00000000  1f 8b 08 00 00 00 00 00  00 03 00 2d 80 d2 7f 1f  |...........-....|
00000010  8b 08 00 37 56 13 47 00  03 ec 5b df 73 db 46 92  |...7V.G...[.s.F.|
00000020  ce eb ce 5f 31 e7 97 48  55 34 23 c9 92 1c c7 75  |..._1..HU4#....u|
...

Fifteen bytes spliced in after the first four. That's strange and (!) it
currently also happens to me with other garage downloads! E.g. from my mogg
project... Is this some bug in the garage server or is my firefox going nuts?

Sorry for being OT.
Comment 19 Tilman Vogel (reporter) 2007-10-29 17:44:09 UTC
OT: No, downloading tar.gz from other sites works fine with my firefox. I'll
exclude firefox being nuts.
Comment 20 Kalle Valo nokia 2007-10-29 21:16:23 UTC
(In reply to comment #18)
> (In reply to comment #17)
> > Really strange, I tried with another laptop and the file was corrupted for me
> > also.
> 
> Yes, indeed! When I download with firefox, it's corrupted, when I use wget, it
> works.

Ah, this is firefox (iceweasel) specific! That explains it why IE and WinZip
didn't complaint about any errors when I tried to download earlier. Now I tried
with my PC at home (has debian unstable and is on different network than the
office network) and got similar results:

$ /bin/ls -l
total 144
-rw-r--r-- 1 kvalo kvalo 68594 2007-10-29 21:08 cx3110x-0.8.1.tar.gz-iceweasel
-rw-r--r-- 1 kvalo kvalo 68594 2007-10-29 21:08 cx3110x-0.8.1.tar.gz-wget
$ md5sum *
4874784b6948d056cf17b8b7aa0ca9bb  cx3110x-0.8.1.tar.gz-iceweasel
85c115a81fa4429bee2cd16bfe961d44  cx3110x-0.8.1.tar.gz-wget
$ 

And I spent over an hour uploading with different PCs and from different
networks, and this was a problem with downloading. Bah.

Thanks a lot for investigating this!
Comment 21 Siarhei Siamashka 2007-10-29 22:06:36 UTC
Created an attachment (id=592) [details]
n770_wlan_memory_corruption_fix.diff

Patch that fixes this memory corruption issue is attached, it seems to be
working fine in my preliminary tests. In addition, using some printk debugging
output, I confirmed that DMA write in 'cx3110x_spi_dma_write' really missed and
did not touch 'spi_dma.recv_buffer' variable (so it hit some other unrelated
physical memory address) in old code, and now it properly hits a new kmalloc
allocated buffer.

So we finally solved it, congratulations to everyone :)
Comment 22 Frantisek Dufka maemo.org 2007-10-29 23:28:47 UTC
(In reply to comment #21)
> Created an attachment (id=592) [details] [details]
> n770_wlan_memory_corruption_fix.diff
> 
> Patch that fixes this memory corruption issue is attached, it seems to be
> working fine in my preliminary tests.

Excellent ! Congratulations :-)

> In addition, using some printk debugging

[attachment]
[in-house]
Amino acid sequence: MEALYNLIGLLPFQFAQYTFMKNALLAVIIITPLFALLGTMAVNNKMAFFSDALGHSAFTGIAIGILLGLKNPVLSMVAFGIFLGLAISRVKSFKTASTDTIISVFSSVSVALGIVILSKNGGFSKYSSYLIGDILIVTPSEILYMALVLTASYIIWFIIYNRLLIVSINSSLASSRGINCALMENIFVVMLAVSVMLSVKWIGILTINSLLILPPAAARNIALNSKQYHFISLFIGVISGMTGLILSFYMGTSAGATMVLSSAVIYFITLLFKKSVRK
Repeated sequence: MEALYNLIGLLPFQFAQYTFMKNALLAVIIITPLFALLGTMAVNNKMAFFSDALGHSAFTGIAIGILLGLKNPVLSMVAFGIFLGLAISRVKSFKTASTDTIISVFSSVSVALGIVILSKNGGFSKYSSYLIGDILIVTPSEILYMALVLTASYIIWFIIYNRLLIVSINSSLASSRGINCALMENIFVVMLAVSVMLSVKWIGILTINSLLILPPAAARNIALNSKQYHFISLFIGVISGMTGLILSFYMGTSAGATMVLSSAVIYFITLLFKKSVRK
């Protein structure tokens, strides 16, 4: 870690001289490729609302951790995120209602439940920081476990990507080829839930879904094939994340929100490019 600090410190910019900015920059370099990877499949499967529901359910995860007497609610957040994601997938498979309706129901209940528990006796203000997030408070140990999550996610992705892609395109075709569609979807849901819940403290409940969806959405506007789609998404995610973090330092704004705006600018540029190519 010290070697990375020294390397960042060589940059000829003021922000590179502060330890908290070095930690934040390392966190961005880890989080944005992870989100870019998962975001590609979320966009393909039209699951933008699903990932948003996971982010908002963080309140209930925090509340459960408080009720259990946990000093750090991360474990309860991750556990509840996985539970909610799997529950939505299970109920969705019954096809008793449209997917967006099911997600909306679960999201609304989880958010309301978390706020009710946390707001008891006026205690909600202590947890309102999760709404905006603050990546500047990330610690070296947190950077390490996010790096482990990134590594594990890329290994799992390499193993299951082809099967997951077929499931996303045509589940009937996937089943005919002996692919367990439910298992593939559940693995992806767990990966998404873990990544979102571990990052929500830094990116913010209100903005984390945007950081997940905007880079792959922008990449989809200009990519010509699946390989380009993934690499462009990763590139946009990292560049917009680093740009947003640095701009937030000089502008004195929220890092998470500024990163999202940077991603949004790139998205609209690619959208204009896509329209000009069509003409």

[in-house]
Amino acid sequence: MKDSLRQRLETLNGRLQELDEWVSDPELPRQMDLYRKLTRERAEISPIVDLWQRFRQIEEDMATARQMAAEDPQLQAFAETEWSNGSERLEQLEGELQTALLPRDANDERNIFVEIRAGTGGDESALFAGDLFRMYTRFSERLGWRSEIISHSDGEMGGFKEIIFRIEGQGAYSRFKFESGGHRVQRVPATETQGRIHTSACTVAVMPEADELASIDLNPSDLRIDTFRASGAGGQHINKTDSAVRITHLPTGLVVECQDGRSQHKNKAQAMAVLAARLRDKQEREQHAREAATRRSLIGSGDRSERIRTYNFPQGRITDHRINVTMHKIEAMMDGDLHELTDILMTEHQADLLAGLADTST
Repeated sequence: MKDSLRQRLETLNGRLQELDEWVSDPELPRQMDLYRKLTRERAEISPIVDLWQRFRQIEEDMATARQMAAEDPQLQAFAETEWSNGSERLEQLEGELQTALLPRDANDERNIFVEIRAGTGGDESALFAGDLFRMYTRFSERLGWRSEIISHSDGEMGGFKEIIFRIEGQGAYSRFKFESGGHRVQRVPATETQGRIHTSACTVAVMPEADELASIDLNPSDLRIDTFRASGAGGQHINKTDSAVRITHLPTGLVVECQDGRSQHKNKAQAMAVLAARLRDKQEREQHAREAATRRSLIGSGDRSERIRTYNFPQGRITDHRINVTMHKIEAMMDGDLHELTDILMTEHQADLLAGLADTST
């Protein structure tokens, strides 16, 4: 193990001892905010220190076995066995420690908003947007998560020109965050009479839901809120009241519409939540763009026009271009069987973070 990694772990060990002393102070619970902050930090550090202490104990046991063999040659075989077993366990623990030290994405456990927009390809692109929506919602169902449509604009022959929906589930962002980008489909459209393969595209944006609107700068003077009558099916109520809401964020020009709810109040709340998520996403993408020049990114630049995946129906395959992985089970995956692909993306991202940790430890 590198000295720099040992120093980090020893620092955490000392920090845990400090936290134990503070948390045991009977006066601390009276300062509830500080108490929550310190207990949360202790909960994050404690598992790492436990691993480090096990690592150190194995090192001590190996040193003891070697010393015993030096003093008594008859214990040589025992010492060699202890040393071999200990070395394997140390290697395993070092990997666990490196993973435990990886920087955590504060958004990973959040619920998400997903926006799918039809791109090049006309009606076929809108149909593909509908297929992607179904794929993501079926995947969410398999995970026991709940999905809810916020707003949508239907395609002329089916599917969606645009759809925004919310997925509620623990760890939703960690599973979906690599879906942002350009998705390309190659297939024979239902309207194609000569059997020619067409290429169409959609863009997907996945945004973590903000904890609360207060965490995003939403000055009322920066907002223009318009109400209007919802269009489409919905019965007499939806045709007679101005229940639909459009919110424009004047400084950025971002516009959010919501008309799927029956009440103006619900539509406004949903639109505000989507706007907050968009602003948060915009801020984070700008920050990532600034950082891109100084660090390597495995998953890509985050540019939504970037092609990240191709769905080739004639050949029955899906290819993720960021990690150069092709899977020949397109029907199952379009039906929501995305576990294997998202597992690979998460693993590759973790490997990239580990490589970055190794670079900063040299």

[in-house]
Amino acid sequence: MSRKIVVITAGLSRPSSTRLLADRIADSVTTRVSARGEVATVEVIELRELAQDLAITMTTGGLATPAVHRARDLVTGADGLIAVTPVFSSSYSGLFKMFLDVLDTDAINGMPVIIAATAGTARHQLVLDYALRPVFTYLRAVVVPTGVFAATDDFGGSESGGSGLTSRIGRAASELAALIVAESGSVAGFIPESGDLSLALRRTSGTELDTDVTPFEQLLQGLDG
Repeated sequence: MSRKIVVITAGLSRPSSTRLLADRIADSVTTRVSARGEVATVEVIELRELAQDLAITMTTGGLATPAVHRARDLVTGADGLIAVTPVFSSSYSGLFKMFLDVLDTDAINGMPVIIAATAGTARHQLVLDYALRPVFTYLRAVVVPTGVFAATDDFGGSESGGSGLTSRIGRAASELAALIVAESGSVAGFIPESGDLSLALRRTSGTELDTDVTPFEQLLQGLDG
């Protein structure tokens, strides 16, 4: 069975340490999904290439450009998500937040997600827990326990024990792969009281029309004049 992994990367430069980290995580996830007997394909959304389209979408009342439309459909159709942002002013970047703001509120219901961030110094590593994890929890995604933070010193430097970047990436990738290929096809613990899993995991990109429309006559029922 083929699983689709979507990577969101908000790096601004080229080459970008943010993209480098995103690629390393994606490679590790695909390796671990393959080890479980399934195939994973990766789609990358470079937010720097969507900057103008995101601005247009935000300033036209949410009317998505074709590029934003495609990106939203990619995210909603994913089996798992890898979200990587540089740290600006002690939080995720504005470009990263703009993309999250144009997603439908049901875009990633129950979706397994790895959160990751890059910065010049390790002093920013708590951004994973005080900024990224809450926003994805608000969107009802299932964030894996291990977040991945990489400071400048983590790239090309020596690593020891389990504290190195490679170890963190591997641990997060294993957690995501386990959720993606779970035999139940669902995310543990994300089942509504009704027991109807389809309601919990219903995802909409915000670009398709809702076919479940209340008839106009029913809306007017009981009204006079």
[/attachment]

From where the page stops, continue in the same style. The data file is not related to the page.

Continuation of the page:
> output, I confirmed that DMA write in 'cx3110x_spi_dma_write' really missed and
> did not touch 'spi_dma.recv_buffer' variable (so it hit some other unrelated
> physical memory address) in old code, and now it properly hits a new kmalloc
> allocated buffer.

Question is - why? Why virt_to_phys is not safe to use with pointer pointing to
writable data section of kernel module? Some bug/feature of dynamic kernel
linker (i.e. some bad pointer relocation when & operator is used) or some bug
in gcc linker script when linking cx3110x.ko? Or virt_t_phys cannot handle such
kernel memory? Or is the value itself fine but it is not DMA-ble and/or few
bits of such pointer are masked away?

Anyway, thanks a lot for pinpointing this :-)

Also now, how to distribute this, new official firmware? That would be best
solution of course.

If this is not possible we could make custom initfs reflasher similar to the
one used for bootmenu which just replaces this module. Perhaps I could even
bite the bullet this time and (unlike with bootmenu) try to package it into
nice .deb with postinstall script that reflashes initfs in place :-)
Comment 23 Tilman Vogel (reporter) 2007-10-30 00:22:37 UTC
(In reply to comment #21) Great, thanks a lot!
Comment 24 Frantisek Dufka maemo.org 2007-10-30 10:26:23 UTC
(In reply to comment #22)
> Why virt_to_phys is not safe to use with pointer pointing to
> writable data section of kernel module?

Just answering myself - STFW :-)
http://mirror.linux.org.au/linux.conf.au/2005/cdrom-beta-1/linux-mandocs-2.6.12.6/virt_to_phys.html
"The returned physical address is the physical (CPU) mapping for the memory
address given. It is only valid to use this function on addresses directly
mapped or allocated via kmalloc." 

BTW, same fix should be done also in n800 source with sections #ifdef-ed for
N770.
Comment 25 Frantisek Dufka maemo.org 2007-10-30 10:52:56 UTC
Also from the declaration here
http://www.gelato.unsw.edu.au/lxr/source/include/asm-arm/memory.h#L65
it is clear that this must be wrong when called with pointer to module space,
see definition of MODULE_END below, modules live below PAGE_OFFSET not above as
kmalloc-ed space. So in theory this could be done without using kmalloc for
those 2 extra bytes but something like (x) - MODULE_START + PHYS_OFFSET is
needed (not sure if this is valid for kernel code or data). Quite hackish and
not worth the effort. I did not find equivalent definition for virt_to_phys for
kernel modules. See also
http://uwsg.indiana.edu/hypermail/linux/kernel/0009.2/0898.html

It would be interesting to search kernel source for using "virt_to_phys(&" to
find some other occurences.
Comment 26 Siarhei Siamashka 2007-10-30 11:16:54 UTC
(In reply to comment #22)
> Question is - why? Why virt_to_phys is not safe to use with pointer pointing to
> writable data section of kernel module? 

As can be seen in disassembled code, virt_to_phys macro just adds some constant
(-0xB0000000) to the virtual address value to get physical address. It is quite
possible, that it expects input virtual address to reside in some specific
address range in memory for which this assumption is valid (and it might be not